One important goal within the CCAP is the inclusion of women. In rural areas, the aim is for at least 35 per cent of local council members to be women; the target in urban areas is 50 per cent. This is intended to strengthen the participation of women in public life and in the political process. Today there are more than 12,000 of these local councils in Afghanistan – this represents one third of all municipalities in the country.
The office encourages self-confidence
For many Afghans, this is still uncharted territory. Also for the women in Shine Payan. It’s been two years since they first met on the local council. Around 60 of them – encouraged by family members – stood for election. “When I was elected, I could hardly believe it,” says member of the local council Samira Wafa. The 28-year-old is already the mother of six children. Until she took office, she had only ever managed the household. She never went to school. “After I was elected, my family said it was important for me to be a role model for other women. I was so proud of myself and felt really respected for the first time.”
The beginning was challenging for the 15 female members of the local council in Shine Payan. None of them had ever been politically active. Their knowledge and influence was limited to their own households. The women also talk about how suspicious they were of the others at the first meeting. “We had never met before,” Samira explains, “except at weddings and funerals.”
“We also want people to take responsibility for their own communities.”
Afghanistan is a very traditional society. Following decades of violence, many people do not initially trust anyone outside their family. But with time, the atmosphere in the municipal council loosened up. The women realised that they had a lot in common – and ideas. “For the first time, I felt like a part of society,” says an older woman, “before that I often used to just stare at the wall.”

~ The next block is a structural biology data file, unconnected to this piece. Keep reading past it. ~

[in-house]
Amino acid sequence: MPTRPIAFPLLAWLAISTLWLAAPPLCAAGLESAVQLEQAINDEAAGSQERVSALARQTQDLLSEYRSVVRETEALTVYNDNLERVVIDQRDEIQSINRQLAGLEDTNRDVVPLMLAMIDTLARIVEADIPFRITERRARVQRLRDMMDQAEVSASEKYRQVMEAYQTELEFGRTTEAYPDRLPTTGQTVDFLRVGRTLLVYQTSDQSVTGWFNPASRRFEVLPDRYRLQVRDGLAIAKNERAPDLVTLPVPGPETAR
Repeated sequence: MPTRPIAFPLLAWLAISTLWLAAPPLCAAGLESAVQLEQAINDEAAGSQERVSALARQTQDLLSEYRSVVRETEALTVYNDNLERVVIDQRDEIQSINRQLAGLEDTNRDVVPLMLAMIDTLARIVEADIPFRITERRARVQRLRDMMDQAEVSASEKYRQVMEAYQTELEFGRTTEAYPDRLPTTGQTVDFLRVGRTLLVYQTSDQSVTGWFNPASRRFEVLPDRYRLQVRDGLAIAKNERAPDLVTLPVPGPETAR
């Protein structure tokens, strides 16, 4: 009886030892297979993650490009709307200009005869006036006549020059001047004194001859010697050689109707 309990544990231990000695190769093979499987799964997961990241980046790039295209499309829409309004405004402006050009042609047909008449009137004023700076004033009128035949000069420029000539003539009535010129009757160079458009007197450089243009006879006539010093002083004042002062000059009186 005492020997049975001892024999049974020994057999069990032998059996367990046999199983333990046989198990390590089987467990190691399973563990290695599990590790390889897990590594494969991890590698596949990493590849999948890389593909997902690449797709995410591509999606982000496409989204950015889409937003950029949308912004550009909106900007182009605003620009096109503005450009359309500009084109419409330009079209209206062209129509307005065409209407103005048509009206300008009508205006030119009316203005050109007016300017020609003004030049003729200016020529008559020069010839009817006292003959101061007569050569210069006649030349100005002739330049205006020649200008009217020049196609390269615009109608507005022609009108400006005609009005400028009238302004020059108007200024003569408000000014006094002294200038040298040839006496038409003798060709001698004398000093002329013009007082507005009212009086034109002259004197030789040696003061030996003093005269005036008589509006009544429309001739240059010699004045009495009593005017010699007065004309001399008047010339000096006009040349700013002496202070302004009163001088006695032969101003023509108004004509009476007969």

Trust fund finances measures
The Citizens’ Charter Afghanistan Project is part of the Afghanistan Reconstruction Trust Fund (ARTF). It was created in 2002 and is managed by the World Bank in Kabul. The ARTF finances projects in the healthcare, education, agriculture and infrastructure sectors. More than 30 donors have contributed to the fund to date. The German Federal Government also provides the fund with several million euros a year through KfW. Not all projects initiated by local councils receive financial support. “We also want people to take responsibility for their own communities,” says Ministry spokesperson Baktash Musawer.
The women from Shine Payan show how this works. They meet every two weeks, set an agenda and put their ideas into practice. Not because they get money. But, as Samira Wafa say, “because I want to shape the society I live in and because it gives me freedom.” Although she still mainly takes care of her family, she now feels responsible for something bigger. This is the case for many women here.
Independence through schooling